Friday, February 25, 2011

CHRISTOPHER WILLIAMS For Example: Dix-Huit Leçons Sur La Société Industrielle (Revision 12)

Visitors to Christopher William’s recent show might have had trouble figuring out how the random assortment of photographs connected to each other, much less the title. For Example: Dix-Huit Lecons Sur La Societe Industrielle does not have eighteen photographs, nor does it seem to have very much to do with education or industrial society. The confusion may have been the artist’s intention – it’s hard to tell, of course, but the title and the press release, which leaps from Canned Heat lyrics to photographer jargon, are a give away. Featuring one photo to each wall, the show made for a playful series of fetishistic depictions of unrelated banalities that let the viewer infer subjective connections between pieces. Certain bright colors reappear in various photos, along with the odd reference to an awareness of the artifice and art of photography. The images shown are clean and precise, with a commercial feel and an engrossing level of detail, making a simple viewing enjoyable in itself. The aesthetic experience, together with the intellectual puzzle of trying to figure what exactly is being said, entertained a visitor enough. Each might have left with their own interpretation of what is going on: maybe it’s an attempt to find a new photography, an interest in color or in imagery, a desire to lampoon both art and commercial photography. In making all of these equally possible themes, Williams managed to break away from photography’s bond to direct reference into a realm of subjective abstraction. Or maybe he just took nice pictures of random things; both seem like valid interpretations.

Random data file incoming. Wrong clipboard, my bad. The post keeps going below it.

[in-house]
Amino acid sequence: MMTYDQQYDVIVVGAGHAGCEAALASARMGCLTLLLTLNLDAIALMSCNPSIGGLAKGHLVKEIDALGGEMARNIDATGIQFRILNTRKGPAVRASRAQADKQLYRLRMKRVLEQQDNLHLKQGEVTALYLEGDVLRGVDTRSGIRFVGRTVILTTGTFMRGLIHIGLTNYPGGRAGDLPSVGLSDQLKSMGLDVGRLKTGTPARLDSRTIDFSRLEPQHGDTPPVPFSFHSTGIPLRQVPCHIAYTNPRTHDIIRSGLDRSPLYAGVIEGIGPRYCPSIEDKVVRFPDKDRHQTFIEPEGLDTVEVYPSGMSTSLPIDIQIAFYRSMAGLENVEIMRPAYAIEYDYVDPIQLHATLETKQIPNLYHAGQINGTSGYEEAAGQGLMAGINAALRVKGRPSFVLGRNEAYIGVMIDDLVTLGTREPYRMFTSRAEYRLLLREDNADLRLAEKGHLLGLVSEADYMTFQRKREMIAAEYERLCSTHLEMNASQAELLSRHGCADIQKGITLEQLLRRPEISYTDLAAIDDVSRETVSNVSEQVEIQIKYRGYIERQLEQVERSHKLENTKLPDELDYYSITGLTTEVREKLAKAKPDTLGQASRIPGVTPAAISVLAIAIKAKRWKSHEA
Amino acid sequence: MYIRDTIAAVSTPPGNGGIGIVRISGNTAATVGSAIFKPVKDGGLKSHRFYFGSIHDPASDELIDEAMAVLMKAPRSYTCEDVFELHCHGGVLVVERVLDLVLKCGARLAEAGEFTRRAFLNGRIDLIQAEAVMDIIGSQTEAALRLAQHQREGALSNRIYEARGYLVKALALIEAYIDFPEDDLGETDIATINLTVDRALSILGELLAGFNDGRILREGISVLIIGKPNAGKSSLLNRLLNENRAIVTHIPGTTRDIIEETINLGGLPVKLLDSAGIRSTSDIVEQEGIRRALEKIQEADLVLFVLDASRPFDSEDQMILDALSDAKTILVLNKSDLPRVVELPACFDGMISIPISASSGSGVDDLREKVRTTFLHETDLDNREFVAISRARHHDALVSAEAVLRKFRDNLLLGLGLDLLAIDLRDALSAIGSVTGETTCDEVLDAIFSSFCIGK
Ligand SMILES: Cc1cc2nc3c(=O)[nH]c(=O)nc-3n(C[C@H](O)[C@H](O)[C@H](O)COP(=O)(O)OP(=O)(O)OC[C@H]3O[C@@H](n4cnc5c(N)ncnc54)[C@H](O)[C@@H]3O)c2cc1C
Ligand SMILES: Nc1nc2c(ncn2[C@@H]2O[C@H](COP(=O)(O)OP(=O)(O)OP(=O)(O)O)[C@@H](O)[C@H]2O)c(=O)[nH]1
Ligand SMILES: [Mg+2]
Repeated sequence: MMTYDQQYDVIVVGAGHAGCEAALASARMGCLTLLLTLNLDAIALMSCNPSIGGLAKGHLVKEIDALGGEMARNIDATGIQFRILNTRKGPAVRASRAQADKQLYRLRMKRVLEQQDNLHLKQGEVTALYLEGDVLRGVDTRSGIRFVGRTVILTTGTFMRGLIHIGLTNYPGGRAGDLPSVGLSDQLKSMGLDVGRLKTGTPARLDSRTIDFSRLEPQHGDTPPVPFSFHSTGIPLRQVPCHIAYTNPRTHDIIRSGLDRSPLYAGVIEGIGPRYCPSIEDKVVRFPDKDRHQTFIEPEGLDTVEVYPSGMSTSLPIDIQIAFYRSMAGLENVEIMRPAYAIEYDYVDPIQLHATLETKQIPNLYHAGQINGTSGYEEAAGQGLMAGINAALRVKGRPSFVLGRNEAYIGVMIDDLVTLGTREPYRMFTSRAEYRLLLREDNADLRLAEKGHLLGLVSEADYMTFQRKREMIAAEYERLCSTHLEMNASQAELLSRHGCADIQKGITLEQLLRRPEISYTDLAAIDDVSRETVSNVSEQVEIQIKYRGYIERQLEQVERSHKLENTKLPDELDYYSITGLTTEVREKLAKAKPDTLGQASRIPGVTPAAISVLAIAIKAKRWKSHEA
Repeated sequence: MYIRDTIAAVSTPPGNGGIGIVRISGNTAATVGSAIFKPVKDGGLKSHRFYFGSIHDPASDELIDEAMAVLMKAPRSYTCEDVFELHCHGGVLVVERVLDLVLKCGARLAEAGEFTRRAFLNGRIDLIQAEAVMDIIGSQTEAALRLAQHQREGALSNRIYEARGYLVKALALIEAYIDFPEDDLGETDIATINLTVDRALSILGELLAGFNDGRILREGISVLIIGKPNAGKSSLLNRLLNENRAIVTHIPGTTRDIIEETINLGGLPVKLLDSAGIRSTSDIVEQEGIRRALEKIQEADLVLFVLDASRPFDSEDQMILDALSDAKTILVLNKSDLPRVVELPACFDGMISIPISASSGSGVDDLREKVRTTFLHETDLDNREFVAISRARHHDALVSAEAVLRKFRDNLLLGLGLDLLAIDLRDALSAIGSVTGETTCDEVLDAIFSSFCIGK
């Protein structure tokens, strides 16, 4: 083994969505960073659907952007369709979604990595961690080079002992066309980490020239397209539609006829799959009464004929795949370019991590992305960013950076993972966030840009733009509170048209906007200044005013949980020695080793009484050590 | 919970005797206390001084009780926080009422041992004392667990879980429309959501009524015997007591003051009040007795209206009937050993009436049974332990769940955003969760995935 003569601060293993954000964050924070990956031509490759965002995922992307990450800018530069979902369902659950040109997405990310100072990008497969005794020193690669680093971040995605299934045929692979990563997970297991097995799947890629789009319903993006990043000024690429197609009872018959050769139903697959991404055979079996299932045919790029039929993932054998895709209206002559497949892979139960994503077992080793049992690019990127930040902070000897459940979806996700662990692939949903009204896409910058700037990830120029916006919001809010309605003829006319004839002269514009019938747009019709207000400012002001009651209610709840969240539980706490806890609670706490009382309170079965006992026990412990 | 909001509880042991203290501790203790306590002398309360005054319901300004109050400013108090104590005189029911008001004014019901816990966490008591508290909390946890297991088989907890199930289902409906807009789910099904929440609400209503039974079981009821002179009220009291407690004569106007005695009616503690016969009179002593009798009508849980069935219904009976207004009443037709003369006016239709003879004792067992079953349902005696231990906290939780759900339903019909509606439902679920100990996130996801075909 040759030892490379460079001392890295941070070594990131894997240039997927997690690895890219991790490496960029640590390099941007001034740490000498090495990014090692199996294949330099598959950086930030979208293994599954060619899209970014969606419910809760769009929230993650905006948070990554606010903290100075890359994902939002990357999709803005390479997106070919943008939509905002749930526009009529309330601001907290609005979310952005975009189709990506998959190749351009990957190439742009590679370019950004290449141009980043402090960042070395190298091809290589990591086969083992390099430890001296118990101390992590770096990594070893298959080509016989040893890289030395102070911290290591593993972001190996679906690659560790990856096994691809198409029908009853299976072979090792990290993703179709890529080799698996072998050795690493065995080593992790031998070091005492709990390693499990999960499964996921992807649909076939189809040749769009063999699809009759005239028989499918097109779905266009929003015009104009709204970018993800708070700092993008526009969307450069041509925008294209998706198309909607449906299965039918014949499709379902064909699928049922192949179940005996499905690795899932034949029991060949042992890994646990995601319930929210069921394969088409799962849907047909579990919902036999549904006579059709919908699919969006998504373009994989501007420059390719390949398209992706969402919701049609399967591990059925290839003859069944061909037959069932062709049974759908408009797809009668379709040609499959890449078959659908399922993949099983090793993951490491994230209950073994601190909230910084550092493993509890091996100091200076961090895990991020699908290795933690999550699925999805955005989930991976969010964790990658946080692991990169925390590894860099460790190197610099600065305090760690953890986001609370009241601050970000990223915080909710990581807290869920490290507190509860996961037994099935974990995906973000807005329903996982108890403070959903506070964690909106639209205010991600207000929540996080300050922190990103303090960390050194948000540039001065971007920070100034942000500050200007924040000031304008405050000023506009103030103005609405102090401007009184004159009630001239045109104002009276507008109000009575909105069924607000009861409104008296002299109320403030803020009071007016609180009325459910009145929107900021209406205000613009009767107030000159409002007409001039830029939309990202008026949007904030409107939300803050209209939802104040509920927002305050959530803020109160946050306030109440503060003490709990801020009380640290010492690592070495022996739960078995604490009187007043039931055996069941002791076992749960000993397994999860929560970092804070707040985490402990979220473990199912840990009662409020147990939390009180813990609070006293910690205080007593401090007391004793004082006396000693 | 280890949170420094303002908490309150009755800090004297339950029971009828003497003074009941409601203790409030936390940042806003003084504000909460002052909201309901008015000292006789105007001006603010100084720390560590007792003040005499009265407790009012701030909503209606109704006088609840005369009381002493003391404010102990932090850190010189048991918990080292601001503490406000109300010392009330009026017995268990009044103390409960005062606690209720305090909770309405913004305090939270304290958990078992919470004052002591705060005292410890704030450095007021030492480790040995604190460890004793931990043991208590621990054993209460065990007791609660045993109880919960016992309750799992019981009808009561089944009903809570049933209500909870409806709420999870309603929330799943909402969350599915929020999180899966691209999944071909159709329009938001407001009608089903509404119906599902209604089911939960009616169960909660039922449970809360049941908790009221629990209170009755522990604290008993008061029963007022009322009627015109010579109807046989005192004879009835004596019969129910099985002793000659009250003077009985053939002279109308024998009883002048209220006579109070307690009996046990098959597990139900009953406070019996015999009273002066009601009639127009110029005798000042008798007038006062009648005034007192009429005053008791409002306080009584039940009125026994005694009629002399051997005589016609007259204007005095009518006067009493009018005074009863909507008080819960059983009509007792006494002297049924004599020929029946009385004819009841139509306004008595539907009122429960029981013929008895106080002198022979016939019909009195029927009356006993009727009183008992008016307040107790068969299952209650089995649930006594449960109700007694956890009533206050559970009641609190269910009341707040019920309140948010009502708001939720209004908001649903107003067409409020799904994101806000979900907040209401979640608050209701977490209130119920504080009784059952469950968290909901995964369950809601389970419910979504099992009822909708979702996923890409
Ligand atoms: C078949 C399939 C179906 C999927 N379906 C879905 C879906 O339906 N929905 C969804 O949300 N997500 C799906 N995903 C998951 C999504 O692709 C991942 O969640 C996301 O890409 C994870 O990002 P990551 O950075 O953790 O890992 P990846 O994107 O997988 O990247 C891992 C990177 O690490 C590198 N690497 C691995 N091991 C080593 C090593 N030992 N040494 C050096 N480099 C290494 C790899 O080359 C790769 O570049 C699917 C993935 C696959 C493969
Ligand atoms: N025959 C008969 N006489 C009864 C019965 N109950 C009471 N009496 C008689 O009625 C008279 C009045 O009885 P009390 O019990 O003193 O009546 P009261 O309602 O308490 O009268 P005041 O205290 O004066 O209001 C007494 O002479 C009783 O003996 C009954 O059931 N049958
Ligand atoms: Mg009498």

1 comment:

  1. I like the Goodman bit, it gives a contextual reference but it doesn’t read the best and is a little awkward. Rewording it would make it better.

    Add in a “of” before reference “A thick web reference is spun….”

    “The sparse installation features one pristine photo to each wall; each one compensating for its solitude with a wealth of information and connotations”

    Maybe simplify to something like “The sparse installation features one pristine photo per wall; each one compensating its solitude with a wealth of information….”

    Bringing DiCorcia in helps I feel but it is confusing at first, I had to reread that part a couple times to understand what you’re referring to, give more context about DiCorcia.

    I know there is not a lot of room but any way to describe more of the work? You only mention one of the works, we know they are photographs but of what?